International Society for Science & Religion - Library Project

Adventures in the Spirit: New Forays in Philosophical Theology

by Philip Clayton

edited by Zachary Simpson

Introductory Essay by F. LeRon Shults

Philip Clayton calls for a genuinely integrative Christian theology that rigorously engages in an open-ended dialogue with contemporary philosophy and science. This volume not only summarizes and expands his previous critical and constructive scholarly work on major methodological and material themes but also brings this work into more explicit relation to current movements within the church that are challenging traditional categories and boundaries. His theological efforts here are born out of his encounters with progressive evangelicals and evangelical liberals and 'all around them the emerging church. A problem relevant to all of his potential interlocutors is the plausibility of 'divine action' in the world and, as the title suggests, the 'Spirit' plays a special mediating role (theoretically and practically) in Clayton's proposed solution.

The book is divided into five parts: 1) The Methods of Philosophy and Theology, 2) Emergence, 3) Panentheism, 4) Divine Action and 5) The Theological Adventure Applied. The logic of the book is clear: Part 1 sets up the methodological issues that shape the possibilities for an integrative theology that engages philosophy and science; Parts 2-4 argue for a re-thinking of divine action that utilizes conceptions of nature and causality within recent theories of emergent complexity and conceptions of the God-world relation within particular streams of philosophical and theological panentheism; the final Part explores some of the pragmatic implications of these intellectual developments for the integrative task of theology.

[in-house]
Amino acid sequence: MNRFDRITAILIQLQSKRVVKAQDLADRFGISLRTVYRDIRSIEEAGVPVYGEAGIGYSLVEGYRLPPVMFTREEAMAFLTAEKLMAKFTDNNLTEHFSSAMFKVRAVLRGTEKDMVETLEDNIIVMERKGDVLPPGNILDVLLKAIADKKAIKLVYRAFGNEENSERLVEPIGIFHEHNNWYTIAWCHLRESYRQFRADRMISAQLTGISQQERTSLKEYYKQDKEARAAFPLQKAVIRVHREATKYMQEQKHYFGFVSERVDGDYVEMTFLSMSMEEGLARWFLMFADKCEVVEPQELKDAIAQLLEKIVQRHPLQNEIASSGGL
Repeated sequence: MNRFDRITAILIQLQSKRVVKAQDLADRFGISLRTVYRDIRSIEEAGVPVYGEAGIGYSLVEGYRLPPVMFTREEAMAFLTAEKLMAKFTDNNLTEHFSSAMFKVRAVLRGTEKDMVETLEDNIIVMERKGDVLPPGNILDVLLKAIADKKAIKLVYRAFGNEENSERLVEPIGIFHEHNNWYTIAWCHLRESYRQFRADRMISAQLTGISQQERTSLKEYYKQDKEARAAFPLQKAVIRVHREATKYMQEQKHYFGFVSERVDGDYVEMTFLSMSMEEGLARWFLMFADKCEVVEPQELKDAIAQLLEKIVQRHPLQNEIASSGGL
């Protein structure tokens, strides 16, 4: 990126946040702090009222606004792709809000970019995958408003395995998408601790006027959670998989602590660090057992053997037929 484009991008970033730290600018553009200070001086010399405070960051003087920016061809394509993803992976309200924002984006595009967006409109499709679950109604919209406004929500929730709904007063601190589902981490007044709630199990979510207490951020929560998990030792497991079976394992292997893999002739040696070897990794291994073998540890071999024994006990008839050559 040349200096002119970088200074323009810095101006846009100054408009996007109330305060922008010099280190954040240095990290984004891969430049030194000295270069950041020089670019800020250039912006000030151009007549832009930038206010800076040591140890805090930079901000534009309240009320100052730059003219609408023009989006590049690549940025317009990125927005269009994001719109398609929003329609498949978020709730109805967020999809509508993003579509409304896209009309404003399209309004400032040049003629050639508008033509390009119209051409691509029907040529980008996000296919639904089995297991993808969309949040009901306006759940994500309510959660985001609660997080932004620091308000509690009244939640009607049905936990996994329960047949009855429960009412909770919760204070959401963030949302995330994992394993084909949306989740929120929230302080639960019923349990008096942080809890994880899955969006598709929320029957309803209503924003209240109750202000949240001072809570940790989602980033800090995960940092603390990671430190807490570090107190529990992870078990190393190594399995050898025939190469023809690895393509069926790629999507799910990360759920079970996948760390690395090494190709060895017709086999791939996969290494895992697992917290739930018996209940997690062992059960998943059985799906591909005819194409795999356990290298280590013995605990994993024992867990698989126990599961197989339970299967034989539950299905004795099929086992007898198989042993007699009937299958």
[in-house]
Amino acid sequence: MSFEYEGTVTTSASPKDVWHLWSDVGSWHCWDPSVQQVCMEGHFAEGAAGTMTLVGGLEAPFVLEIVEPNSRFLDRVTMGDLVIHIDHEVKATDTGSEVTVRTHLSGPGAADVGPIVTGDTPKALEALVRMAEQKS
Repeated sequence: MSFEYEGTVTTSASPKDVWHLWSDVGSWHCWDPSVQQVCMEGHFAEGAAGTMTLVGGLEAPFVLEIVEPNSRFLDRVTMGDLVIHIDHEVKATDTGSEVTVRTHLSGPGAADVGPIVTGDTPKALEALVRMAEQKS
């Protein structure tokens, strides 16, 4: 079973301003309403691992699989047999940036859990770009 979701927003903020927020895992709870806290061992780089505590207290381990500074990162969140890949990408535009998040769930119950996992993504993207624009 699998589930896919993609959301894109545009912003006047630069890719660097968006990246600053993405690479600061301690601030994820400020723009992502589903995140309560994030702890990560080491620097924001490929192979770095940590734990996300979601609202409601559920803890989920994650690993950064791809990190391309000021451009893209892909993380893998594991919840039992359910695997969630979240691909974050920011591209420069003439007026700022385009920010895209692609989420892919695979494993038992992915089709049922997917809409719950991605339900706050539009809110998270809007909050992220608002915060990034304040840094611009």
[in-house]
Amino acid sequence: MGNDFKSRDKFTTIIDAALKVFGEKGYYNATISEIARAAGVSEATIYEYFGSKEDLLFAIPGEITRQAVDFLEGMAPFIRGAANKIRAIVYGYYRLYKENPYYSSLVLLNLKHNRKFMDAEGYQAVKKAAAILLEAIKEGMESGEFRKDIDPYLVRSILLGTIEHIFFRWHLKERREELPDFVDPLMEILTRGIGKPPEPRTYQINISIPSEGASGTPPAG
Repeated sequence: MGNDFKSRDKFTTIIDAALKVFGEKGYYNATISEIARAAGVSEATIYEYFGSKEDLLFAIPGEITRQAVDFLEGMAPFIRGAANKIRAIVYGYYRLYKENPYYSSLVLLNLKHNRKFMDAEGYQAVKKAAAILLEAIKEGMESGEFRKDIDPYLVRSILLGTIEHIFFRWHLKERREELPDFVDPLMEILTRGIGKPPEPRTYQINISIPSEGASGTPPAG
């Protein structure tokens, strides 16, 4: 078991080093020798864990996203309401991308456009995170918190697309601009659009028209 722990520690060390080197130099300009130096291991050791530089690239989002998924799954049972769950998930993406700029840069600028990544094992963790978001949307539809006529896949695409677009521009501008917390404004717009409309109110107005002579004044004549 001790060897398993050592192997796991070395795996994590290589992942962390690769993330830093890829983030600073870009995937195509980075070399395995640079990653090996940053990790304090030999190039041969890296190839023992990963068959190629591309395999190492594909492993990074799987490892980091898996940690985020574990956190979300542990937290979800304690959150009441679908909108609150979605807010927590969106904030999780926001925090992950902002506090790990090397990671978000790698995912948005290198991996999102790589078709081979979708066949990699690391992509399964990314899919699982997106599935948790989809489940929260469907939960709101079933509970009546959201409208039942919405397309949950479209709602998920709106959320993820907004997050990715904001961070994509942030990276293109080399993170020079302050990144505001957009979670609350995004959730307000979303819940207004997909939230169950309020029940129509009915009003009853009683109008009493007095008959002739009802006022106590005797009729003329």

Clayton argues that theologians should do their work in the midst of the sciences, without sidestepping the crucial issue of the relation between religious and scientific truth. He points to significant developments with the contemporary 'science and religion' discussion and broader debates on the nature of human rationality that offer new possibilities for a 'post-Enlightenment' theological project.

After this methodological analysis, Clayton tackles his first major material theme: emergence theory. He argues for a 'strong' version of emergence, in which qualitatively new forms of existence (e.g., life, mind) develop in the natural world as an open-ended process of increasing complexity. This understanding of the cosmos leads to new possibilities for conceptualizing Godâ??s relation to it. Clayton outlines an 'emergent theology,' suggesting ways in which traditional Christian doctrines may be reformulated in this context.

In Part 3 Clayton describes the resurgence of interest in panentheism in philosophical and systematic theology, and aims to recover and refigure language about the divine 'Spirit' and human 'spirituality,' building on the insights of Schelling (more than Kant or Hegel). The relation between the finite and the infinite is key in this regard, and Clayton spells out an 'emergent' or 'open' panentheistic understanding of this relation, in critical dialogue with Schleiermacher, Whitehead, Tillich and several contemporary Trinitarian theologians.

The fourth Part shows the payoff of these developments for the theological issue of divine action. With a strong model of emergent causality (rather than deterministic causal closure), Clayton argues that it is now possible to give an affirmative answer to the question: can contemporary theologians still affirm that God (literally) does anything. His panentheistic proposal suggests that we imagine the autonomous action of finite creatures as 'participating' in the creative intent of the divine agent, in whom she lives and moves and has her being.

Part 5 demonstrates ways in which this approach to theological adventuring can be applied in the contemporary context, attending to the significance of these new concepts of Spirit and spirituality for the human quest for meaning in late modernity. In the final chapter, Clayton makes clear the driving force and motivation of his academic efforts: the creative production of integrative theology that inspires liberal faith 'between' the church, the academy and the world. The book will be helpful for anyone interested in the philosophical and theological debates surrounding these issues, but especially for Christian believers who are eager for a theological adventure that prophetically engages contemporary culture.